8. Looking forward to your new feature. The Secret River was part of a three-way bookswap I was involved in last week at an event (The Book Swap at the LRB shop in London). I didn’t end up with it in the end though (ended up with a signed copy of Then We Came To the End inscribed to Patrick Neate) – I had no idea it was such an Australian classic!

    • What a shame. Lija…I hope you get to read it some time in the future. I hesitate quite to call it a classic because it is less than 10 years old and I think a classic has to stand the test of time a bit longer than that but it is certainly looking like it will go that way!

    • It’s pretty sad really isn’t it Tony. Australia, in terms of white settlement and therefore written literacy (not in terms of human occupation) is still pretty young but nonetheless I felt the same as you.

  9. Very interesting. I know little other than through reading Kate Grenville and Peter Carey. I am however currently reading The Slap by Christo Tsiolkas which is showing me another side of Australia – hopefully fictional!

  10. I’m surprised no one has mentioned Elizabeth Jolley. Even if she was born in England all her writing was done in Australia but, to me, she is universal.

    • Thanks lithe lianas – she’s just way too little know isn’t she? BUT rest assured she will be mentioned in future (and is already mentioned in my draft for next week’s Musings but you’ll have to wait for that)

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  12. Oh, what fun! Mondays will be a good learning experience for me! If the book is in English I don’t pay much attention where the writer is from. Is that sloppy of me? I have read Eucalyptus by Murray Bail and couldn’t fail to note that he is Australian 🙂 I wouldn’t mind knowing more about him and what else he has done if you feel so inclined. I’ve read Jill Kerr Conway’s nonfiction. Can’t say I like her all that much but she is really popular in the US. Is popular in her own country?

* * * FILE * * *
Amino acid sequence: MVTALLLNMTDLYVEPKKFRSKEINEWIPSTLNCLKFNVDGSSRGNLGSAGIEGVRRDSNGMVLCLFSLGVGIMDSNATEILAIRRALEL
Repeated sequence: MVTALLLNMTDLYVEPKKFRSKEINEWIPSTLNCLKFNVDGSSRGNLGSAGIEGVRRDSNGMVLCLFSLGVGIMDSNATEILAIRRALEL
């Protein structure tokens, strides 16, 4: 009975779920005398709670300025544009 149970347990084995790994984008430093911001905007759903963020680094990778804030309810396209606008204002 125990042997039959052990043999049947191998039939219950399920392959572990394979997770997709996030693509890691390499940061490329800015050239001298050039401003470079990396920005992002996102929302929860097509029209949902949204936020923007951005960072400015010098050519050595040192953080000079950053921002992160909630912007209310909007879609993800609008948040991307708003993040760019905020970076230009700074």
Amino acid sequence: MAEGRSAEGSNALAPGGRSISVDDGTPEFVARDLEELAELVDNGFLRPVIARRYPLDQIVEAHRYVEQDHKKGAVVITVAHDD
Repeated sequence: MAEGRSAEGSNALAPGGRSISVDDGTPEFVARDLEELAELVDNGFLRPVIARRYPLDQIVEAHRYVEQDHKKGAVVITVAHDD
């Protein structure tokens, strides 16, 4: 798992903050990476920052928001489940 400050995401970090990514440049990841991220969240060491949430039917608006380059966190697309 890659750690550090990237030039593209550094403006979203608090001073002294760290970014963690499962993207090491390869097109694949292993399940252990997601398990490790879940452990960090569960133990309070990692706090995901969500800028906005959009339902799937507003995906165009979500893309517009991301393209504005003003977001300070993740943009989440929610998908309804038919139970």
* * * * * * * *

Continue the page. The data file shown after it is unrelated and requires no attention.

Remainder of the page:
• Thanks Stefanie. No I don’t think it is wrong at all. I find it interesting to know where writers come from but it shouldn’t affect whether you think it is a good book worth reading. In fact, good for you for not caring, I say. I’m doing this simply because Australian authors just aren’t well-publicised (not often published) overseas so readers don’t even get the option of knowing they exist and to therefore choose them.

      LOL re Eucalyptus. One of my all time favourites. He’s not prolific, but his next one, Pages (which I’ve reviewed in the blog – look under my Authors page if you like), is well worth reading. Not quite as special but an excellent read nonetheless – and pretty Australian. And for a bit of gossip, he was once married to Helen Garner. The novel Cosmo Cosmolino that I recently reviewed, commences with the main character recovering from a failed marriage. It was written around the time of the breakup!